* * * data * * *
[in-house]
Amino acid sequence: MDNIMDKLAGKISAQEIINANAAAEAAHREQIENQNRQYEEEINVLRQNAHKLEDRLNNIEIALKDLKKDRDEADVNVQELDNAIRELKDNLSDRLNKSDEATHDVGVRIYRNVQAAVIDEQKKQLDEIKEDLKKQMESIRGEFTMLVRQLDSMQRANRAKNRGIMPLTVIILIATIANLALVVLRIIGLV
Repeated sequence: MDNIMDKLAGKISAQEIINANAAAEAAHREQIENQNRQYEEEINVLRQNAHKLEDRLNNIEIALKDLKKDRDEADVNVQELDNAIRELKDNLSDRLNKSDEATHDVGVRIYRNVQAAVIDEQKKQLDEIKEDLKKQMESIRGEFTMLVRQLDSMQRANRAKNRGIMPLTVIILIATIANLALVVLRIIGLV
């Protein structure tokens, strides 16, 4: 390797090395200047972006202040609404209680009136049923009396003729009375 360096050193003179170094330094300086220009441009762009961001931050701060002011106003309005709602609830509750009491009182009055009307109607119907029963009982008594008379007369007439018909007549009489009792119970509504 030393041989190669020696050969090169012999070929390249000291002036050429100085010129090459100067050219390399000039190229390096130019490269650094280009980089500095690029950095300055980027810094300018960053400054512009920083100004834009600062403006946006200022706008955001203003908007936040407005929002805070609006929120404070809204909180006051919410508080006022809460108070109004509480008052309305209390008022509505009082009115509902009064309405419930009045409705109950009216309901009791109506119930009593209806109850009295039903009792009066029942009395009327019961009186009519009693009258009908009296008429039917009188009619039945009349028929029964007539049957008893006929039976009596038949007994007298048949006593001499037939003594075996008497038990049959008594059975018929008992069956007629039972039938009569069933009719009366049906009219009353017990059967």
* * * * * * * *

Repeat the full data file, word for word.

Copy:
[in-house]
Amino acid sequence: MDNIMDKLAGKISAQEIINANAAAEAAHREQIENQNRQYEEEINVLRQNAHKLEDRLNNIEIALKDLKKDRDEADVNVQELDNAIRELKDNLSDRLNKSDEATHDVGVRIYRNVQAAVIDEQKKQLDEIKEDLKKQMESIRGEFTMLVRQLDSMQRANRAKNRGIMPLTVIILIATIANLALVVLRIIGLV
Repeated sequence: MDNIMDKLAGKISAQEIINANAAAEAAHREQIENQNRQYEEEINVLRQNAHKLEDRLNNIEIALKDLKKDRDEADVNVQELDNAIRELKDNLSDRLNKSDEATHDVGVRIYRNVQAAVIDEQKKQLDEIKEDLKKQMESIRGEFTMLVRQLDSMQRANRAKNRGIMPLTVIILIATIANLALVVLRIIGLV
């Protein structure tokens, strides 16, 4: 390797090395200047972006202040609404209680009136049923009396003729009375 360096050193003179170094330094300086220009441009762009961001931050701060002011106003309005709602609830509750009491009182009055009307109607119907029963009982008594008379007369007439018909007549009489009792119970509504 030393041989190669020696050969090169012999070929390249000291002036050429100085010129090459100067050219390399000039190229390096130019490269650094280009980089500095690029950095300055980027810094300018960053400054512009920083100004834009600062403006946006200022706008955001203003908007936040407005929002805070609006929120404070809204909180006051919410508080006022809460108070109004509480008052309305209390008022509505009082009115509902009064309405419930009045409705109950009216309901009791109506119930009593209806109850009295039903009792009066029942009395009327019961009186009519009693009258009908009296008429039917009188009619039945009349028929029964007539049957008893006929039976009596038949007994007298048949006593001499037939003594075996008497038990049959008594059975018929008992069956007629039972039938009569069933009719009366049906009219009353017990059967």